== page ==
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What If Everyone In America Had To Vote?

"It would be transformative if everybody voted — that would counteract money more than anything," President Obama said Wednesday in Cleveland.
Jeff Roberson

Australia has near 100 percent turnout in its elections. How do the Aussies do it? They, like 25 other countries, require people to vote.

President Obama wondered aloud Wednesday whether it was time for the United States to consider a similar move.

"In Australia and some other countries, there's mandatory voting," Obama said at an economic event in Cleveland. "It would be transformative if everybody voted — that would counteract money more than anything."

Of course, this is something that is unlikely to ever happen in this country. In addition to the pushback from conservatives it would face, it also cuts against the grain of the American idea of being free not to do things, including vote.

What's more, in these other countries, the enforcement mechanisms run the gamut — from fines to even jail time.

In Belgium, if you don't vote, you might not be able to get a public-sector job. In Bolivia, you won't get paid. And in Italy, you might even not be able to get a day care placement for your child.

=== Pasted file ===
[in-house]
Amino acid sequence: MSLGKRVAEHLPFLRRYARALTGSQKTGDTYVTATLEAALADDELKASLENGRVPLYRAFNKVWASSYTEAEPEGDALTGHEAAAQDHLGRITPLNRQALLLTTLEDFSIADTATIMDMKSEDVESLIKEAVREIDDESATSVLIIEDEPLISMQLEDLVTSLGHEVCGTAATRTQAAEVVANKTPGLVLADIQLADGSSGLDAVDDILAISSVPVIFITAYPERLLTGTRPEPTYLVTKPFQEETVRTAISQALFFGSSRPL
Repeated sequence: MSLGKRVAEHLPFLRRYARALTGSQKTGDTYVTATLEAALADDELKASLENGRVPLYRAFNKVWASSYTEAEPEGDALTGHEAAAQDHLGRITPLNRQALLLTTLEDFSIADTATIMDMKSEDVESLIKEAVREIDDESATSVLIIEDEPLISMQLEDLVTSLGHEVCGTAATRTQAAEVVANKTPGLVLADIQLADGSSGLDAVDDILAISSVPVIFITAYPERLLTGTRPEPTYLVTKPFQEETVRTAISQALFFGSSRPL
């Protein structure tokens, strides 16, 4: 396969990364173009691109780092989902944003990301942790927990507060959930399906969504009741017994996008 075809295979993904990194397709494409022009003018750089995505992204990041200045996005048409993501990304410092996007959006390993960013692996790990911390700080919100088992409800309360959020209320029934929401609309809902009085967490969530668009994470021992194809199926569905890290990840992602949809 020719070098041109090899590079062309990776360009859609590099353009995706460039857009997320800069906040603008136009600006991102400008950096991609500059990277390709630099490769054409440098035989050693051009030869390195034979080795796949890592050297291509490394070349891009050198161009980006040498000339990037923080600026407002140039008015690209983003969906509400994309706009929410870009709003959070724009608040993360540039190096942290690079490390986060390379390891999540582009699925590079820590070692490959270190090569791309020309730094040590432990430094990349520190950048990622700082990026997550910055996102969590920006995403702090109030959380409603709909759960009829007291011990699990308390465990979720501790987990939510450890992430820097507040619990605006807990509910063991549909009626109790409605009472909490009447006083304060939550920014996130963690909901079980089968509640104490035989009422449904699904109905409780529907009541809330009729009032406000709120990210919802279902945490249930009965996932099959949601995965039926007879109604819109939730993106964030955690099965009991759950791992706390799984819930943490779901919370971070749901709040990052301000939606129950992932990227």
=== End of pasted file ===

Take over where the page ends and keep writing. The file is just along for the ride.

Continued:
There's a political reason Democrats in the U.S. would flirt with the idea. Despite President Obama's winning two presidential elections with at least 51 percent of the vote — the first time that's happened in this country since Eisenhower — midtermshave been a different story for the president's party.

Why? The very groups that bolstered Obama's victories — young voters, minorities, and unmarried women — are the same ones that tend to turn out in lower numbers in midterms.

In fact, with the 2014 Democratic losses, Obama now has the distinction of his party losing the most House seats since Harry Truman — 76.

"If everybody voted," Obama maintained, "then it would completely change the political map in this country."

That is true. If the U.S. embraced mandatory voting, it would put get-out-the-vote operations out of business, pollsters wouldn't have to weight for past voting trends, and it would be relatively easy to tell what the outcome of an upcoming election would be, based on demography.

And, right now, that favors Democrats.

Another benefit: The cliche "It all comes down to turnout" would finally be retired from the the pundit lexicon.

But this is America, not Australia, so it will all very likely still, well, come down to turnout.

Copyright 2020 NPR. To see more, visit https://www.npr.org.

Domenico Montanaro is NPR's senior political editor/correspondent. Based in Washington, D.C., his work appears on air and online delivering analysis of the political climate in Washington and campaigns. He also helps edit political coverage.
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